Those of you who are familiar with the InvestigadoresACG project know that one of our long-term goals is to create a repository of ACG knowledge that benefits all of our user communities. We decided to start with a set of historical aerial photos of the ACG from different time periods (you may have seen them in the ACG library, if you knew where to look) that have never been digitized. I thought it would be a good time to share a few project images. We hope to make high resolution geo-tagged version of these images available on the ACG website soon. Stay tuned!

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ACG Parataxonomists in Global Context

A recent article in Conservation Biology considers the ACG parataxonomist program in the context of similar parataxonomist and paraecologist programs in India, Papua New Guinea, and southern Africa.

Citizen science has been gaining momentum in the United States and Europe, where citizens are literate and often interested in science. However, in developing countries, which have a dire need for environmental data, such programs are slow to emerge, despite the large and untapped human resources in close proximity to areas of high biodiversity and poorly known floras and faunas. Thus, we propose that the parataxonomist and paraecologist approach, which originates from citizen-based science, is well suited to rural areas in developing countries. Being a paraecologist or a parataxonomist is a vocation and entails full-time employment underpinned by extensive training, whereas citizen science involves the temporary engagement of volunteers. Both approaches have their merits depending on the context and objectives of the research. We examined 4 ongoing paraecologist or parataxonomist programs in Costa Rica, India, Papua New Guinea, and southern Africa and compared their origins, long-term objectives, implementation strategies, activities, key challenges, achievements, and implications for resident communities. The programs supported ongoing research on biodiversity assessment, monitoring, and management, and participants engaged in non-academic capacity development in these fields. The programs in Southern Africa related to specific projects, whereas the programs in Costa Rica, India, and Papua New Guinea were designed for the long term, provided sufficient funding was available. The main focus of the paraecologists’ and parataxonomists’ activities ranged from collection and processing of specimens (Costa Rica and Papua New Guinea) or of socioeconomic and natural science data (India and Southern Africa) to communication between scientists and residents (India and Southern Africa). As members of both the local land user and research communities, paraecologists and parataxonomists can greatly improve the flow of biodiversity information to all users, from local stakeholders to international academia.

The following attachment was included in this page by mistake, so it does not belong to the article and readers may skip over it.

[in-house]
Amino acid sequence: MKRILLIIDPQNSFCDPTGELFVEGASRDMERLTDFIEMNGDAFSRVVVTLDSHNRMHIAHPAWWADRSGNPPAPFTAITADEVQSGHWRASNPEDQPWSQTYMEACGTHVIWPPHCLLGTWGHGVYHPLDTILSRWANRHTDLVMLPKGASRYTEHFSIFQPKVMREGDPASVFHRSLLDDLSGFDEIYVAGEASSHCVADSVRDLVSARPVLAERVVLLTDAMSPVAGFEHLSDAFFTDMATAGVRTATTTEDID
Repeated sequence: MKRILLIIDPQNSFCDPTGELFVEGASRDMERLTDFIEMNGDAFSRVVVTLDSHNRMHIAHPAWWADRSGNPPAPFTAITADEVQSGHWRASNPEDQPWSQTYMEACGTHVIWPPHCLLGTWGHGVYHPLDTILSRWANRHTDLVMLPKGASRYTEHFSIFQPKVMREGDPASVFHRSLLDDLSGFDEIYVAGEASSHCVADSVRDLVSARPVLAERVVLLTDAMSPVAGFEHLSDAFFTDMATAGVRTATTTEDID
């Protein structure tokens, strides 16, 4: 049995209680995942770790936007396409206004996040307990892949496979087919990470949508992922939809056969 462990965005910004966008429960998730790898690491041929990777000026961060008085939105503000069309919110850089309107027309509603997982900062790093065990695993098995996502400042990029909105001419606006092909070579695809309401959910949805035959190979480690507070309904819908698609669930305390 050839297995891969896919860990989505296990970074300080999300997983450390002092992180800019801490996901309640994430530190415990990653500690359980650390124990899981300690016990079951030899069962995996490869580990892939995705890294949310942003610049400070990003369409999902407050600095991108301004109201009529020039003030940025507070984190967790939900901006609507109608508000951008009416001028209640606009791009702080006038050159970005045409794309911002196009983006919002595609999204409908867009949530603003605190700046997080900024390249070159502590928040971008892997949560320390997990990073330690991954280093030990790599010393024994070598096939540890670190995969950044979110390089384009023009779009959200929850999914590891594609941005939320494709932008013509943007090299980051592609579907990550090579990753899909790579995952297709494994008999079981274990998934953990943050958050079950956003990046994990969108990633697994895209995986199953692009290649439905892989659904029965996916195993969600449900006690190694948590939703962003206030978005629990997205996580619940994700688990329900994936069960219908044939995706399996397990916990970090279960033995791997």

A previous academic article on ACG parataxonomists by Janzen and Hallwachs was published in PLOS one in 2011.